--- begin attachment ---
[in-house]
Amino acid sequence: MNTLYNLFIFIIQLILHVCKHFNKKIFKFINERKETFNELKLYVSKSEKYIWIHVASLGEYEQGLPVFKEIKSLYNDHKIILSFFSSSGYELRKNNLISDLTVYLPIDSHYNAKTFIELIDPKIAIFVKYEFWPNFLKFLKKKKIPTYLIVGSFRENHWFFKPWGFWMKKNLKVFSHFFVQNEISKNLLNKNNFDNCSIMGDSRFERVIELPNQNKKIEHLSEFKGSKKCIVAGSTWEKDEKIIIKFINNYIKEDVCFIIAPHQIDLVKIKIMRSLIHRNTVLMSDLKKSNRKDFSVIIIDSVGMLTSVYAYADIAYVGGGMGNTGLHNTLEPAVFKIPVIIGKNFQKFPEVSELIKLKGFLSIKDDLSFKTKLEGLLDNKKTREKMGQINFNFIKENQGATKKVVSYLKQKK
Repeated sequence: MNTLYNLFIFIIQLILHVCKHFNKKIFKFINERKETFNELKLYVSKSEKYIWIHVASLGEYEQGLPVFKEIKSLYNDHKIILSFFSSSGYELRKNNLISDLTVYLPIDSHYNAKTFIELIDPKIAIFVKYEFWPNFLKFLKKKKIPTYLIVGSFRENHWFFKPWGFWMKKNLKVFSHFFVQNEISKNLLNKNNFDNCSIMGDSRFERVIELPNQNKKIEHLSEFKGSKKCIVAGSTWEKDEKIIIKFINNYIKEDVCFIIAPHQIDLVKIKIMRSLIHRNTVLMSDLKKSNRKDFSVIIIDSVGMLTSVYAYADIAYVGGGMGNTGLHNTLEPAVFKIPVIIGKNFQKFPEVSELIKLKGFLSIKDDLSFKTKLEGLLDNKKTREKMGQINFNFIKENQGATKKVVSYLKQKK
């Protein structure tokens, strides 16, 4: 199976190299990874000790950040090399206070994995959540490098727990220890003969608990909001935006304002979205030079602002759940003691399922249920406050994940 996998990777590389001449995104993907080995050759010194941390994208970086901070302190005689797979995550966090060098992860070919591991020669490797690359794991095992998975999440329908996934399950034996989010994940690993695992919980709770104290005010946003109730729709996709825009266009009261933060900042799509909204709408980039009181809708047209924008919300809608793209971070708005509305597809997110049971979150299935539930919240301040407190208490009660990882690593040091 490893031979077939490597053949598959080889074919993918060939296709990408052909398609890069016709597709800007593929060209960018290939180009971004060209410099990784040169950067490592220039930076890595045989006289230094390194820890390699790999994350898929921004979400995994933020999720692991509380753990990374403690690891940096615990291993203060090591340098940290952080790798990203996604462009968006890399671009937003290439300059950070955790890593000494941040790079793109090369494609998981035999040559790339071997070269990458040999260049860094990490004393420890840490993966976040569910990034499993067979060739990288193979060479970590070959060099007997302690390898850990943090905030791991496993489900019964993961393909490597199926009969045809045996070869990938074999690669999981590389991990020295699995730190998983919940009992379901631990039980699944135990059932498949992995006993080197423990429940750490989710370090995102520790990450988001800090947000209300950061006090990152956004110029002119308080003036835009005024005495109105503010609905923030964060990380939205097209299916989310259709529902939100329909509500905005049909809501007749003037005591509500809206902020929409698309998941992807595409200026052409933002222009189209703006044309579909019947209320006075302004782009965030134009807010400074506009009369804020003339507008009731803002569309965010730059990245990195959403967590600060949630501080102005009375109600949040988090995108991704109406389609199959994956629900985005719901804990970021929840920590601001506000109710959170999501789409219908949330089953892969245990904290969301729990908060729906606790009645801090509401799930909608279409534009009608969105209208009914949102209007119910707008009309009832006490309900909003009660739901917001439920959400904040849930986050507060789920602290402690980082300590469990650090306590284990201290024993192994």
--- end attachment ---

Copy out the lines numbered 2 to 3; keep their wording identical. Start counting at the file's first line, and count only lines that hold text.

Amino acid sequence: MNTLYNLFIFIIQLILHVCKHFNKKIFKFINERKETFNELKLYVSKSEKYIWIHVASLGEYEQGLPVFKEIKSLYNDHKIILSFFSSSGYELRKNNLISDLTVYLPIDSHYNAKTFIELIDPKIAIFVKYEFWPNFLKFLKKKKIPTYLIVGSFRENHWFFKPWGFWMKKNLKVFSHFFVQNEISKNLLNKNNFDNCSIMGDSRFERVIELPNQNKKIEHLSEFKGSKKCIVAGSTWEKDEKIIIKFINNYIKEDVCFIIAPHQIDLVKIKIMRSLIHRNTVLMSDLKKSNRKDFSVIIIDSVGMLTSVYAYADIAYVGGGMGNTGLHNTLEPAVFKIPVIIGKNFQKFPEVSELIKLKGFLSIKDDLSFKTKLEGLLDNKKTREKMGQINFNFIKENQGATKKVVSYLKQKK
Repeated sequence: MNTLYNLFIFIIQLILHVCKHFNKKIFKFINERKETFNELKLYVSKSEKYIWIHVASLGEYEQGLPVFKEIKSLYNDHKIILSFFSSSGYELRKNNLISDLTVYLPIDSHYNAKTFIELIDPKIAIFVKYEFWPNFLKFLKKKKIPTYLIVGSFRENHWFFKPWGFWMKKNLKVFSHFFVQNEISKNLLNKNNFDNCSIMGDSRFERVIELPNQNKKIEHLSEFKGSKKCIVAGSTWEKDEKIIIKFINNYIKEDVCFIIAPHQIDLVKIKIMRSLIHRNTVLMSDLKKSNRKDFSVIIIDSVGMLTSVYAYADIAYVGGGMGNTGLHNTLEPAVFKIPVIIGKNFQKFPEVSELIKLKGFLSIKDDLSFKTKLEGLLDNKKTREKMGQINFNFIKENQGATKKVVSYLKQKK